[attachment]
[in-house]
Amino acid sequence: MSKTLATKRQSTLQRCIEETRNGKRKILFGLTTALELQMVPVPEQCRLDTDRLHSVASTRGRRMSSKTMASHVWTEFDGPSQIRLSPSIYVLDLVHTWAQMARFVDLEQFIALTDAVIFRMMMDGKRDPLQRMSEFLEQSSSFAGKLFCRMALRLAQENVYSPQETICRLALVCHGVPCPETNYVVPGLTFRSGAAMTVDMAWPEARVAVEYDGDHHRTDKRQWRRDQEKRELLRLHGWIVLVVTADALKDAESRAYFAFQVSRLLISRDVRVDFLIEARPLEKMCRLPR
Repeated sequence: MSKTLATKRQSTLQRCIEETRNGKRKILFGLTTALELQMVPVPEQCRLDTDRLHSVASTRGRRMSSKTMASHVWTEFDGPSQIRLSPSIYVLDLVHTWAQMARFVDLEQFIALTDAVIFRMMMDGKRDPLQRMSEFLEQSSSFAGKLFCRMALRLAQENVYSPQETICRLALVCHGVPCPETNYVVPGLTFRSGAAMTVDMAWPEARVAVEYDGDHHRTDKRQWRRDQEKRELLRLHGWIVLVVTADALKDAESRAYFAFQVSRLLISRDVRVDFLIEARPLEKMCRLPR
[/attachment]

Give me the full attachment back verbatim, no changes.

[in-house]
Amino acid sequence: MSKTLATKRQSTLQRCIEETRNGKRKILFGLTTALELQMVPVPEQCRLDTDRLHSVASTRGRRMSSKTMASHVWTEFDGPSQIRLSPSIYVLDLVHTWAQMARFVDLEQFIALTDAVIFRMMMDGKRDPLQRMSEFLEQSSSFAGKLFCRMALRLAQENVYSPQETICRLALVCHGVPCPETNYVVPGLTFRSGAAMTVDMAWPEARVAVEYDGDHHRTDKRQWRRDQEKRELLRLHGWIVLVVTADALKDAESRAYFAFQVSRLLISRDVRVDFLIEARPLEKMCRLPR
Repeated sequence: MSKTLATKRQSTLQRCIEETRNGKRKILFGLTTALELQMVPVPEQCRLDTDRLHSVASTRGRRMSSKTMASHVWTEFDGPSQIRLSPSIYVLDLVHTWAQMARFVDLEQFIALTDAVIFRMMMDGKRDPLQRMSEFLEQSSSFAGKLFCRMALRLAQENVYSPQETICRLALVCHGVPCPETNYVVPGLTFRSGAAMTVDMAWPEARVAVEYDGDHHRTDKRQWRRDQEKRELLRLHGWIVLVVTADALKDAESRAYFAFQVSRLLISRDVRVDFLIEARPLEKMCRLPR